The sales process in the medical device field is a long and strenuous journey, but being able to close the deal will always be worth the grind.
And, of course, the most crucial step is pitching to doctors. When you’ve reached the doctor, you’ve reached your most important decision-maker and are one step closer to closing the deal.
Now that you've made contact with the doctor, there are three things you need to do:
- Set up a meeting with a doctor
- Make your pitch
- Get your system into the doctor’s hands
In this blog, you’ll learn the best way to approach these three steps.
Step 1: Set Up a Meeting With a Doctor
You already know that your relationship with the gatekeeper should be one of your priorities. Now you need to schedule a meeting with your prospect and this can be tricky. Physicians are extremely busy, so you’ll need to think strategically when requesting your meeting.
The last thing you want to do is simply leave your company's brochure with the receptionist. This will most likely leave you on the backburner and your brochure in the trash. Instead, utilize flash drives or tablets to deliver your educational materials to your prospects.
Electronic devices and collateral offer more incentive to your prospect than a disposable piece of paper. They’re also more likely to watch a short video than read through a pamphlet regarding your product or service.
This method also gives you a reason to follow up with your prospect and potentially schedule a meeting when collecting your educational materials.
If you like to keep it old school but still want an effective way of establishing a relationship, take your prospect out to lunch or dinner. It may be old-fashioned, but the gesture is appreciated and you’ll notice positive feedback from the start.
To make following up with your prospects easier than ever, be sure to check out Badger Maps. With Badger, you can spend less time driving and planning, and more time in front of the right customers. Badger reduces sales reps’ average drive times by 20% and frees up an average of 8 hours a week. These time savings can be used to meet more prospects and close more deals.
Step 2: Make Your Pitch
You’ve scheduled a meeting with your prospect. Next, you need to put together a bulletproof sales pitch. Before selling to your physician, you need to understand how he makes his purchasing decisions.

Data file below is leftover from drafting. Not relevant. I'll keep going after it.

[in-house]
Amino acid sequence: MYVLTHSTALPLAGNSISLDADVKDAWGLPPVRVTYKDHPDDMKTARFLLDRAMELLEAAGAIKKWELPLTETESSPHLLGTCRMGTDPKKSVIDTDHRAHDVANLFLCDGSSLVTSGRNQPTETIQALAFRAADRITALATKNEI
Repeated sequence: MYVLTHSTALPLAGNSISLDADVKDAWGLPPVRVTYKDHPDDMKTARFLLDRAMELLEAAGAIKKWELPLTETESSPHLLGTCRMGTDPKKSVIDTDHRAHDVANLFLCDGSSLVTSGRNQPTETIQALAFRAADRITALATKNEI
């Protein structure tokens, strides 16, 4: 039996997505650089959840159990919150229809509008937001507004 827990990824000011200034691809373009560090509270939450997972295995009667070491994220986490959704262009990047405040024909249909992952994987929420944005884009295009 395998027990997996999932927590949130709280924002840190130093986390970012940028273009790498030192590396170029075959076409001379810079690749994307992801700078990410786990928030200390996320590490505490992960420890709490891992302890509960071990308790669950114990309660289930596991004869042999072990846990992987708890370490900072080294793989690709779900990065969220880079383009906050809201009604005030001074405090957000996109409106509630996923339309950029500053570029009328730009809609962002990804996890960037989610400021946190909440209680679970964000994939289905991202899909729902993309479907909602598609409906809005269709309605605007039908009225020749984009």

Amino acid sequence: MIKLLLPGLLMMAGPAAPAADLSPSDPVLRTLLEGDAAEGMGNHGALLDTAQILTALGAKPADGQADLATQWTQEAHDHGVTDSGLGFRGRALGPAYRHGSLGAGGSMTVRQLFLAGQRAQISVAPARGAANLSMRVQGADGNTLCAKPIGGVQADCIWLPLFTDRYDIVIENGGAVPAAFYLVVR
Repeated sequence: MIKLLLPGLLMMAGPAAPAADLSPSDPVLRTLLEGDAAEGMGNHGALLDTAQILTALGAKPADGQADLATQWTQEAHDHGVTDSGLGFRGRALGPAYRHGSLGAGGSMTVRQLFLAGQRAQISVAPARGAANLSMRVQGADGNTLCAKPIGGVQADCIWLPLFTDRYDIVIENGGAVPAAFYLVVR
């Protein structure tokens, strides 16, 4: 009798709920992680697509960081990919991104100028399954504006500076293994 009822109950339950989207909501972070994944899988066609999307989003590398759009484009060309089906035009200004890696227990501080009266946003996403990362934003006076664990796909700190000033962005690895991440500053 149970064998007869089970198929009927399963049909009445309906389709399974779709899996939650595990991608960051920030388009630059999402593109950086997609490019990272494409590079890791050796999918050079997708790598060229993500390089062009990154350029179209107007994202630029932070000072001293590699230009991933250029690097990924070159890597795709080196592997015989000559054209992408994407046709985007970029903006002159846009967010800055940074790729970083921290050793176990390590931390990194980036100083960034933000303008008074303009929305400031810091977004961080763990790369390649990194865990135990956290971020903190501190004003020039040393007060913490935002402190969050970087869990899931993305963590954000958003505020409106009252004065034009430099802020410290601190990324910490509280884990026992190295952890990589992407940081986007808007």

Keep in mind that physicians’ top priority is treating their patients. Your medical device has to be life-changing in their eyes. Stick to the value of your product and how it can and will benefit both the prospect and their patients.
Some elements that can help you convince your prospect that they need your product are:
Gain insight into the types of patients the hospital treats and develop an understanding of the doctors and administration. Keep in mind that the patient’s health is always the top priority.
Don’t just ramble on about your product, you will lose the physician’s attention. Instead, show them that you are aware of who their patients are and what they need.
You will build a strong and trusting relationship with the doctor by seeing eye to eye with them and prioritizing the care of their patients. Focusing on patient needs is essential to building relationships in hospitals.
Becoming an expert on your catalog and those of your competitors is a perfect way to gain credibility and ultimately make the most out of your appointments.
By the time of your appointment, you should know your pitch frontwards and back. Any time spent reading off cards or brochures is time wasted. Being confident with your pitch shows your prospect that you’re truly passionate about helping their cause.
When it comes to competitor knowledge, almost anything you need to know can be found online in one way or another. Big companies like Stryker have websites dedicated to educating surgeons on the features and benefits of all their devices.